The day was shit. It feels like today will be a repeat. My horoscope hasn't even come close to reality. But the hyacinths bloom. It is the cruelest month.
I decided to follow the constructs of yesterday's post. I went to breakfast off the Boulevard at a small French bakery and ordered a croissant eggs Benedict. I got coffee, too, but theirs was no better than the poison I had at home. I got an outdoor table between two miserable women, one extremely fat and the other one older and unable to walk well, and a married couple who spoke in small town aristocratic tones about the church and some of the goings on in the community. The two women were wondering how to travel the two blocks to the end of the street where it dead-ended at the lake. They wished to join the famous boat tour there. The fat one wanted to call a cab. The older one just seemed a bit addled. Somehow, I managed to get caught up in a conversation that went across my table between them and and the married couple who became interested in me. They said they were longtime residents of the town to which I responded, "That doesn't mean much anymore."
"Oh, have you lived here long?"
"Yes," I said.
They began asking me if I remembered some of the old businesses on and around the Boulevard. Of course I did.
"But you wouldn't be old enough to remember. . . . "
"How old would one have to be?" I queried.
They gave a number of which I was far south (or is it north?). They looked surprised.
"Really? Are you retired?"
Now I found that a bit bold, but what the hell. I told them, "Just."
Then the husband spoke in a lower tone, leaned in, and got a little snarky.
"What did you do, surf?"
I smiled and leaned back a bit. "Excuse me? Did I what?"
"Were you a surfer?"
"Yessir," I smiled. " It paid darn well."
I didn't get mad. I am used to "these people." I was amused and took their slurs as compliments. After all, there I sat in a pair of long, hipster-looking shorts, a t-shirt, and flip-flops with mussed bleach blonde hair eating breakfast just off the Boulevard at the approach of noon. And so I suffered their queries and listened to their tales of the workings of the small town inner circle, of who they knew and who owned what, with dismal aplomb, a social media smile plastered upon my implacable mug.
But I didn't enjoy my meal.
Back home, too full and still exhausted, I stripped off my clothes and crawled back into bed. It did little good, however. I was too full and my slumber was no better than it had been the night before, troubled and haunted and fitful. When I got out of bed, I felt no more rested and, perhaps, a little worse than I did before. But the afternoon had slipped away and the thing I needed to do was to try repairing the big printer in the garage. The printer head has a clog that I haven't been able to clear and it was scaring me. It is not just that big printers are expensive but I have thousands of dollars invested in inks as well, and they will only work with this model. So I grabbed me laptop and went out to give it a go.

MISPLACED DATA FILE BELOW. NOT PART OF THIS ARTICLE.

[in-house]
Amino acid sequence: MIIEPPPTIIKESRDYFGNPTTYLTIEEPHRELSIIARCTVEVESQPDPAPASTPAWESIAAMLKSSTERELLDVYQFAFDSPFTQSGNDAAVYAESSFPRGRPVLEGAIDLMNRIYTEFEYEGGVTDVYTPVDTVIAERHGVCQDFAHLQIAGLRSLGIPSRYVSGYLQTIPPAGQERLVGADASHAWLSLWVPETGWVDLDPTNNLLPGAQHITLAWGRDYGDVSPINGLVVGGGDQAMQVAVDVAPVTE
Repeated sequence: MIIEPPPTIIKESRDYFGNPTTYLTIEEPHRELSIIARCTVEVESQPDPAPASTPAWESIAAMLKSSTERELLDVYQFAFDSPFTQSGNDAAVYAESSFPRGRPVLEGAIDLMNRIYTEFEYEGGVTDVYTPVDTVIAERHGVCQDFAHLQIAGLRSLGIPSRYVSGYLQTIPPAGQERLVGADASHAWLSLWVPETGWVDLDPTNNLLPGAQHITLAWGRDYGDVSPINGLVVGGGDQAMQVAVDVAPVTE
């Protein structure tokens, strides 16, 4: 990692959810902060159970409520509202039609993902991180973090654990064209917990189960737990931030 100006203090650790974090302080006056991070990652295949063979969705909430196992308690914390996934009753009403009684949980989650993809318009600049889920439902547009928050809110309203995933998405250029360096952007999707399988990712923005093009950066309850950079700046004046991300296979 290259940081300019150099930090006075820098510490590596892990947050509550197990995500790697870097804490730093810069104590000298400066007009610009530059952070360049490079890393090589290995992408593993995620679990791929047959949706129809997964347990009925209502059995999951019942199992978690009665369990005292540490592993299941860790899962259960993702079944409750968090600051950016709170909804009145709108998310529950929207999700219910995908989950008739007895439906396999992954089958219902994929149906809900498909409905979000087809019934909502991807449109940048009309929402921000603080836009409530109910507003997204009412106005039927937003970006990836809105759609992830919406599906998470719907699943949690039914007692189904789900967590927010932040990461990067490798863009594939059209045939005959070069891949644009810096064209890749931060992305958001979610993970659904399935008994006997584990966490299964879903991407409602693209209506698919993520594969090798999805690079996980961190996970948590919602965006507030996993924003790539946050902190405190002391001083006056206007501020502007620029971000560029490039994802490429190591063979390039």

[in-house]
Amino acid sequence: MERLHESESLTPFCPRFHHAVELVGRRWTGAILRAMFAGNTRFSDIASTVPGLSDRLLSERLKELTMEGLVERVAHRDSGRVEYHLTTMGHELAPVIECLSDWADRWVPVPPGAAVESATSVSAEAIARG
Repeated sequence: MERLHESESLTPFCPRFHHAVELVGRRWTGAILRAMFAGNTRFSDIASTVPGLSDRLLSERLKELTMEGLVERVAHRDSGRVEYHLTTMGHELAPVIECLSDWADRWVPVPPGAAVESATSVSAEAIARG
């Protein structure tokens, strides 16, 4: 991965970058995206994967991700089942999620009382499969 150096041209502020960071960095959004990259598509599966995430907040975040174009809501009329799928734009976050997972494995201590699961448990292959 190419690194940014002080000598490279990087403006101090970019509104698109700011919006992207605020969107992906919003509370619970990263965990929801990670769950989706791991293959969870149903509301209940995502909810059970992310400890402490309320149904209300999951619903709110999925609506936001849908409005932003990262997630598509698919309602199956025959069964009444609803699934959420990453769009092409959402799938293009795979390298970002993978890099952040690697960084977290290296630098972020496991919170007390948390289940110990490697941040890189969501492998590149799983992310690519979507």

Much later, the head was still clogged.
It was time to go to my mother's.
When I got there, she was gone. I guess I should have called even though this was my "regular" hour. But with vaccines in our system, we are not in lockdown isolation any more.
Frustrated but relieved, too, I returned home. I poured a drink. This had been a lousy and wasteful day, and I was thoroughly convinced that alcohol had prevented more suicides of creative and intelligent people than anything else in life. For the bovine, I feel it is just a way to get fucked up, but for the thinking and creating class, it is surely an effective if dangerous medicine.
Yea, yea. . . I'm just another small town prick, no less horrible than my two breakfast friends, but don't judge me just because you have sense enough not to say it. I mean, even at breakfast, when I told the couple what I had done and where I had gone to school, the husband wanted to tell me about minoring in English in college. What the fuck is that? Minoring, I mean. I wouldn't tell Einstein that I had read some books on physics.
I'm certain the man didn't need to drink.
Last night I took a nerve pill so I could sleep through the night, but I still don't feel rested. Something is weighing on me that won't leave me alone, and I can't shake it. But I didn't get to walk yesterday, and as I mentioned, walking is a wonderful therapy. A walking man walks, right? And a talking man talks.
I've done enough of he latter. I need to get out now and do the former.